Last week, I talked about the importance of meeting farmers/small scale entrepreneurs in their niches. This is something that stands out in Ikegwuonu’s work and is the product of years of working at the grassroots and realising the importance of group and intensive capacity-building to enable farmers improve their productivity through new and existing farmers’ associations. This is why the foundation does not provide long-term loans to farmers’ cooperatives until the completion of a training workshop on farming practice, marketing, banking and bookkeeping. Through these processes, the Smallholders Foundation essentially enables “smallholder [farmers] living in rural communities to choose what commodities to produce, what technologies to utilise for such production, for whom to produce, when to produce and at what price to sell such products”. As a farmer himself, Ikegwuonu understands the terrain. He works hard to make his animal farms successful and manage his enterprises wisely. In doing so, he is able to serve as a legitimate model to other farmers and businessmen looking to expand their practice and when he talks about the media or the field or the market, one can rest assured that he knows what he’s talking about.

I had the privilege of meeting this young man last year at the Youth Employment in Agriculture workshop organised by the Ministry of Agriculture. What struck me the most about him was his simplicity – the way he just quietly goes in pursuit of what he loves without seeking recognition or respect, the way he treats those around him, and his deep passion to improve the lives of everyone with whom he comes in contact. It was then that I understood why someone once called his work a silent revolution. He shared some interesting stories with me about presenting his ideas before international panels and not knowing how they would be received. The big takeaways for me were courage, perseverance and the importance of believing deeply in one’s dream and going to any length to live that dream even in the face of scepticism and blatant opposition. Over the years, more people have come to see firsthand how hardworking, innovative, devoted, and genuine he is, and many with the means have been inspired to supply equipment or other inputs necessary to keep his life-changing goals alive. The impact of this has been tremendous – in the past ten years, hundreds of thousands have benefitted from one man’s dream. And this man was not a public official or some big businessman with a fat bank account; he was a simple 21-year-old with a heart for rural agriculture.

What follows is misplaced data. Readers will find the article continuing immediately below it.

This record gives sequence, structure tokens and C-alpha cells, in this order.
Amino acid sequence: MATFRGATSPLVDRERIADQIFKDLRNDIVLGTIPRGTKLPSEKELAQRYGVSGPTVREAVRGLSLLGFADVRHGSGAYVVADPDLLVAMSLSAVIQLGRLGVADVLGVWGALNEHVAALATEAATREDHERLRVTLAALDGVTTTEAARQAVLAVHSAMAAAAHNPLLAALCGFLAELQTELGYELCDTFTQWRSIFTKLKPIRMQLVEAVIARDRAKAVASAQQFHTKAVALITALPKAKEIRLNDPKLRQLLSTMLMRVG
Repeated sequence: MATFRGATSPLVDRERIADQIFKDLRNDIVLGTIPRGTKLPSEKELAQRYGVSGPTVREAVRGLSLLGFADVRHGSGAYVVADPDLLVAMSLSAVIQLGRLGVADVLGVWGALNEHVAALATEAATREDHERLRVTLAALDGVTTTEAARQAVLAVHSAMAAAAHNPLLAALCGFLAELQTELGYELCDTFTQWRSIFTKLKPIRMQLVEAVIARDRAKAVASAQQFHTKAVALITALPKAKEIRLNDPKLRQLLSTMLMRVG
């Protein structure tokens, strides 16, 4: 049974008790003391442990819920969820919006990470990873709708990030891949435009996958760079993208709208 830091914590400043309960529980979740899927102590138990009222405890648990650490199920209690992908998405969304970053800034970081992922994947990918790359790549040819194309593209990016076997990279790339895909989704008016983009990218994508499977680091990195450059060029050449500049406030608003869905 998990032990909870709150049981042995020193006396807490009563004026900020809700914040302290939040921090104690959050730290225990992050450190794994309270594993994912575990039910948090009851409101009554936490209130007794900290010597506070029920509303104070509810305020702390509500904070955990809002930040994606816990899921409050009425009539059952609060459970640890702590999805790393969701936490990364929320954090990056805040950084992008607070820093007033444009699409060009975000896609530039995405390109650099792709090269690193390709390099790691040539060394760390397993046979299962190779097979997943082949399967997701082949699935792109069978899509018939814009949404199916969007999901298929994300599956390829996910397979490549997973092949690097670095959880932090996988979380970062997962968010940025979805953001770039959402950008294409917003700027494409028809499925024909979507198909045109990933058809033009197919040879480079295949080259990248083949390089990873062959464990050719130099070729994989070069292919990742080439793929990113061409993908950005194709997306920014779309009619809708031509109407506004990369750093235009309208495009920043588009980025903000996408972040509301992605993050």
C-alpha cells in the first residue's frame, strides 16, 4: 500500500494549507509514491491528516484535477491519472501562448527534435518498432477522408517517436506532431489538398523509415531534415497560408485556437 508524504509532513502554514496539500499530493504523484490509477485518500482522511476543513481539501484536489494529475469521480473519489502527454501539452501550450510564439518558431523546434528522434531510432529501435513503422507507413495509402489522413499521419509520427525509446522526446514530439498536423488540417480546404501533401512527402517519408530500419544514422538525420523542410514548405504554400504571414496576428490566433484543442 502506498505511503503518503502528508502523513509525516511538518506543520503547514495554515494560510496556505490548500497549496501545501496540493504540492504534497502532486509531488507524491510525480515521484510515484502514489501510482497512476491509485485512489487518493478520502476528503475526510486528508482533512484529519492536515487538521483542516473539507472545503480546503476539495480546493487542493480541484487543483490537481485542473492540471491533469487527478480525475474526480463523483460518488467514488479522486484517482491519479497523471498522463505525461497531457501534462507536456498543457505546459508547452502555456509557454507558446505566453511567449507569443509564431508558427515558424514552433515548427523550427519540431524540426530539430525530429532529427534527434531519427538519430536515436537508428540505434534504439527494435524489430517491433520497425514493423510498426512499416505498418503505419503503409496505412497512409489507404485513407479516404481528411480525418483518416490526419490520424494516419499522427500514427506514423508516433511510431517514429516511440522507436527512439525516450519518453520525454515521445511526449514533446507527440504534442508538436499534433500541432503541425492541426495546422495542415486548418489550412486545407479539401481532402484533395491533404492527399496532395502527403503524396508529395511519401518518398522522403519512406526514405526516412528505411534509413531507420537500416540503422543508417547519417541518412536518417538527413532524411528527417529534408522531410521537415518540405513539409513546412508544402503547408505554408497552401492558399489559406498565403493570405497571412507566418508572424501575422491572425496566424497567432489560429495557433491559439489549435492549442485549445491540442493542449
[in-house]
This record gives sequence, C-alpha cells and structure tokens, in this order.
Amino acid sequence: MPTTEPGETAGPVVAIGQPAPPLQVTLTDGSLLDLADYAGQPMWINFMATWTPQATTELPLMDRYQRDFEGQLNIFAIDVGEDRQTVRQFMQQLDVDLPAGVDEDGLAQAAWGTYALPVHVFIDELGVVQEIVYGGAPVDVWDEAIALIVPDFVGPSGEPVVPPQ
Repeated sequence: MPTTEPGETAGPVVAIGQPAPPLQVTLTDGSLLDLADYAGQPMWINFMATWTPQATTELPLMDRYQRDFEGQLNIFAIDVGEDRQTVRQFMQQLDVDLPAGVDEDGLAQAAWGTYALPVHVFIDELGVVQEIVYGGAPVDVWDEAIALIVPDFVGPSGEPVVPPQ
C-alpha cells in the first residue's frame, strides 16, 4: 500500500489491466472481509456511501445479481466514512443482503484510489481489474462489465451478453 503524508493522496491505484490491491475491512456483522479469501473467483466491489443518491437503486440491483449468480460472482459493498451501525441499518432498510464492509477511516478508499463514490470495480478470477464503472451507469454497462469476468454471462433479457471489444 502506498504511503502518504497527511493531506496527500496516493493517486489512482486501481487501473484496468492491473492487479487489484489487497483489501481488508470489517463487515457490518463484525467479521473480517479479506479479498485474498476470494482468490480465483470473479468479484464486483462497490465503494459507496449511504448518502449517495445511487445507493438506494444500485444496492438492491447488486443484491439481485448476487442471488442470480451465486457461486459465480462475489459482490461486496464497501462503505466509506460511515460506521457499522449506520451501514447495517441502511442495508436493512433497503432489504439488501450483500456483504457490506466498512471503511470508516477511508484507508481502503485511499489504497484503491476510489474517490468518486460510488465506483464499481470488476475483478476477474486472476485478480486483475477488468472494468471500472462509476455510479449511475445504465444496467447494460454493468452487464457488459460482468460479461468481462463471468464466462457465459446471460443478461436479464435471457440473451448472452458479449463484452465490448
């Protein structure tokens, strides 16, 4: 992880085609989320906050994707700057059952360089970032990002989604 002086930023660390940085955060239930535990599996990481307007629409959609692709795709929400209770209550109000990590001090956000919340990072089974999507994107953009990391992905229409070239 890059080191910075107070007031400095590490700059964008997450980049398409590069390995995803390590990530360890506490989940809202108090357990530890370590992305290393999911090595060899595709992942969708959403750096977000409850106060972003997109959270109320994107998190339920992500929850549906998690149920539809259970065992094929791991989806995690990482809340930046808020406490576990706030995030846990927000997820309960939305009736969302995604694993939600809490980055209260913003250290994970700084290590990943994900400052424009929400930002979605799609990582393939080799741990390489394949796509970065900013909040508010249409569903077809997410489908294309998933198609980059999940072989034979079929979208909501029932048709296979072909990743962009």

Today, Ikegwuonu is the winner of Youth Action Net/Starbucks Shared Planet Youth Award (2009), the Rolex Award for Enterprise-Young Laureates Programme (2010), the Young Person of the Year Future Awards (2011), and the 21st Century Hope Prize of the Niigata International Food Award (2012). But there is no stopping this ambitious entrepreneur now. This year, the Smallholder Foundation has already begun accepting applications to provide mini-grants for young farmer clubs in secondary schools to expand existing school gardens or set up new ones.

As the novelty of 2013 wears off and many of us sink into our old habits and lifestyles, Ikegwuonu’s story is that silent revolutionary voice tugging at our consciences, reminding us of those dreams that belong deeply to us, inviting us to ask ourselves, “what would it take to see this come to pass?” and challenging us to continue our journey – on sunny days, in the dark, and even in the rain – until we reach the point we can truly call home.



Obasi is a syndicated columnist, co-founder of the Youth Consortium for Progress and one of the program managers for the Harambe Incubator for Sustainable and Rural Development (HISARD).